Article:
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78 Percent of George Santos’s Constituents Want Him to Resign, Poll Finds

Santos told Republican leaders on Tuesday that he is temporarily stepping down from his committee assignments.

Rep. George Santos is seen in the U.S. Capitol on January 12, 2023.

New polling on embattled Rep. George Santos, who represents the 3rd Congressional District of New York, finds that the vast majority of his constituents now want him to resign, as the Republican tells party leaders that he is temporarily stepping back from his committee assignments.

According to polling by Newsday/Siena College released on Tuesday, a whopping 78 percent of Santos’s constituents say that he should step down from Congress, including 89 percent of Democrats, 72 percent of independents and 71 percent of Republican respondents. Only 13 percent of his constituents think that he shouldn’t resign.

Further, among respondents who said that they voted for Santos, 63 percent said they would not have voted for him if they knew then what they know now, as new allegations about the Republican’s serial lying habit and potential campaign finance improprieties have been coming out weekly.

The poll results skewer House Speaker Kevin McCarthy’s (R-California) justification for not pressuring Santos to resign. McCarthy has repeatedly said that he is supporting Santos because his constituents voted him into office, ignoring the fact that his constituents voted for someone with a resume and life history that were later revealed to have been completely falsified.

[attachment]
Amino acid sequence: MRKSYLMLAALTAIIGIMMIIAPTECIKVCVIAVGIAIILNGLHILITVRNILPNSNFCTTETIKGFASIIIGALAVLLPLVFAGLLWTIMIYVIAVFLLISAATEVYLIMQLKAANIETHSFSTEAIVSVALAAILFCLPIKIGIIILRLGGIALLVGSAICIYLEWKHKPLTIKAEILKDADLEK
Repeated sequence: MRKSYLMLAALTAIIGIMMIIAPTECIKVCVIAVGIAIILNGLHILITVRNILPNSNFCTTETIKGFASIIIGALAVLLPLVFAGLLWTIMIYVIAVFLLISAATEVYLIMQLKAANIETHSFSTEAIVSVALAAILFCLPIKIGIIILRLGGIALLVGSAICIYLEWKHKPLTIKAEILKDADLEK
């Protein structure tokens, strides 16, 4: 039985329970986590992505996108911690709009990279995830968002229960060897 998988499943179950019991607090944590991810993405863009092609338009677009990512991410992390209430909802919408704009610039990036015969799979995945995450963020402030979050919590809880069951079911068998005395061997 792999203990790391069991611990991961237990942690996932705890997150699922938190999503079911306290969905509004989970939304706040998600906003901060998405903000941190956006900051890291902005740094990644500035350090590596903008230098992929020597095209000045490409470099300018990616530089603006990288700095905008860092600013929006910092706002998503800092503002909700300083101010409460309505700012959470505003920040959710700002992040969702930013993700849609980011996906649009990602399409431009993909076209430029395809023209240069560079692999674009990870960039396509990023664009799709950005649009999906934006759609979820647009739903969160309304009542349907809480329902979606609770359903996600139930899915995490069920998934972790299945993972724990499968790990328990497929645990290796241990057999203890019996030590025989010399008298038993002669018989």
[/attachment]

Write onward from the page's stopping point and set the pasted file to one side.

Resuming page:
“NY 3 voters overwhelmingly and unambiguously say Rep. Santos should resign,” said Siena College Poll Director Don Levy. “Whether you look it at by party, gender, race, age, religion, income, or which county the voters live in, the answer is the same: resign.”

“Talk about buyers’ remorse,” Levy continued. “NY 3 voters elected George Santos by a comfortable margin not even three months ago. But today, the vast majority of his new constituents — including the vast majority of those who voted for him — want him gone.”

The polling further found that constituents overwhelmingly think it was wrong for Republican leadership to appoint Santos to his committee assignments. Seventy-one percent of respondents said it was wrong of McCarthy to allow Santos to serve on committees, while only 17 percent said it was the correct move.

The news of Santos’s deep unpopularity with his own constituents — with a mere 7 percent viewing him favorably — emerges as Santos is stepping down from committees and as the several investigations into his questionable campaign finance practices and other improprieties are ongoing.

Santos told House Republicans on Tuesday that he is temporarily backing away from his assignments on the Small Business Committee and the Science, Space and Technology Committee, telling colleagues that his presence is “a distraction,” one anonymous Republican source told The Washington Post. This announcement is the first major move from Santos after over a month of calls for him to resign, which he has rebuffed time and again.

McCarthy has said that the only way he would support removing Santos is if the House Ethics Committee found that Santos had been involved in illegal conduct — but McCarthy is likely not concerned about the potential illegality of Santos’s actions, nor is he one to hold sacred the will of voters, as someone who voted to overturn the results of the 2020 election.

Rather, commentators have noted, McCarthy is likely mindful of the very slim margin by which he holds a majority in the House, which could shrink even smaller if Santos was removed.

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